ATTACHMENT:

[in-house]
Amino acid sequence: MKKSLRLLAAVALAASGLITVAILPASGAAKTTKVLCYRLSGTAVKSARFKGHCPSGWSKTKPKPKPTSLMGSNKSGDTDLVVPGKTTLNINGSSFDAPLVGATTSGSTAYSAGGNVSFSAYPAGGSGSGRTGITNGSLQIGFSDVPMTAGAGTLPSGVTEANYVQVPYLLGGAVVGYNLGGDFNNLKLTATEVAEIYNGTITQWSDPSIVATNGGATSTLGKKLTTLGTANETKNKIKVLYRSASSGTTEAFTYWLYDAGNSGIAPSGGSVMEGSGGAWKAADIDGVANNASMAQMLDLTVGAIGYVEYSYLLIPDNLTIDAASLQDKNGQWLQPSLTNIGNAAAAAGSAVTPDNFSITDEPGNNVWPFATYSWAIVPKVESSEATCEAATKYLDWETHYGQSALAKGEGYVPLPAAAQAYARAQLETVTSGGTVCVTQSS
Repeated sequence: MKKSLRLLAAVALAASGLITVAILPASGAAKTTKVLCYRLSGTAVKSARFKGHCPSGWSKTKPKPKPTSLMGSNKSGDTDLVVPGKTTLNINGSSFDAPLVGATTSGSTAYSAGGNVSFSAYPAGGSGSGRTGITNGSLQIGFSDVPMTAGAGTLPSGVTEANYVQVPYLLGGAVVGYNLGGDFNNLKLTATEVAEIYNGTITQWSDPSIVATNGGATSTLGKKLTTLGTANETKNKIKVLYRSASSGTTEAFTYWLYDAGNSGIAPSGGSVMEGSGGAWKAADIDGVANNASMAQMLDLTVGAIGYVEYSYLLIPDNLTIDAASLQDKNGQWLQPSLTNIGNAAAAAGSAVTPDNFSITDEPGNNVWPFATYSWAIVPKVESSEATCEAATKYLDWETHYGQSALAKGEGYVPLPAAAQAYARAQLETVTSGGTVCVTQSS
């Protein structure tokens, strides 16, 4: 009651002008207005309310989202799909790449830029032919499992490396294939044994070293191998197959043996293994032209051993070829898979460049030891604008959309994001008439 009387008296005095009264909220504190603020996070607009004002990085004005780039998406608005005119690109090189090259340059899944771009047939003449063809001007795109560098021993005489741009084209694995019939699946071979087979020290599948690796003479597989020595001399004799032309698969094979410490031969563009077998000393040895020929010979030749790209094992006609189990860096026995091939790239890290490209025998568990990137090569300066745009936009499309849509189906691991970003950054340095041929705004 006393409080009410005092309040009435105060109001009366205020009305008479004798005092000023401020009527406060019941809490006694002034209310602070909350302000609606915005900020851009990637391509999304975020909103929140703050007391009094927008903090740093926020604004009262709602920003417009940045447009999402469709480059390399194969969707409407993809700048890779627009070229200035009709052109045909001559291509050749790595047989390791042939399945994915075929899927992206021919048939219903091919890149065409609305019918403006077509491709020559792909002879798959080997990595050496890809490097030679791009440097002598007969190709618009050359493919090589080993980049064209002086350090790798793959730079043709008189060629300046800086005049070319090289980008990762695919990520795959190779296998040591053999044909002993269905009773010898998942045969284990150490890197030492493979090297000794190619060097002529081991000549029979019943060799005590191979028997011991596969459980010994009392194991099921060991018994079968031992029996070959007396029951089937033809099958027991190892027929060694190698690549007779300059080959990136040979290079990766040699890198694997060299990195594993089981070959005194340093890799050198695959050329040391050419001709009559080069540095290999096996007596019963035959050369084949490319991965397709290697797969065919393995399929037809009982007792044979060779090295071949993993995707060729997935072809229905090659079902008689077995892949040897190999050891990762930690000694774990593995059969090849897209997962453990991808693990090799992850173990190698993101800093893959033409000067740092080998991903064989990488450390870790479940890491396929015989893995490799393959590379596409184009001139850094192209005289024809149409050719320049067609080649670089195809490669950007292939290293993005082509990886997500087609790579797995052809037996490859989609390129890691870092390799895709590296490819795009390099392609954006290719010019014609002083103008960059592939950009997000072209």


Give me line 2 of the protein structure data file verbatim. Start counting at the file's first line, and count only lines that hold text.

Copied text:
Amino acid sequence: MKKSLRLLAAVALAASGLITVAILPASGAAKTTKVLCYRLSGTAVKSARFKGHCPSGWSKTKPKPKPTSLMGSNKSGDTDLVVPGKTTLNINGSSFDAPLVGATTSGSTAYSAGGNVSFSAYPAGGSGSGRTGITNGSLQIGFSDVPMTAGAGTLPSGVTEANYVQVPYLLGGAVVGYNLGGDFNNLKLTATEVAEIYNGTITQWSDPSIVATNGGATSTLGKKLTTLGTANETKNKIKVLYRSASSGTTEAFTYWLYDAGNSGIAPSGGSVMEGSGGAWKAADIDGVANNASMAQMLDLTVGAIGYVEYSYLLIPDNLTIDAASLQDKNGQWLQPSLTNIGNAAAAAGSAVTPDNFSITDEPGNNVWPFATYSWAIVPKVESSEATCEAATKYLDWETHYGQSALAKGEGYVPLPAAAQAYARAQLETVTSGGTVCVTQSS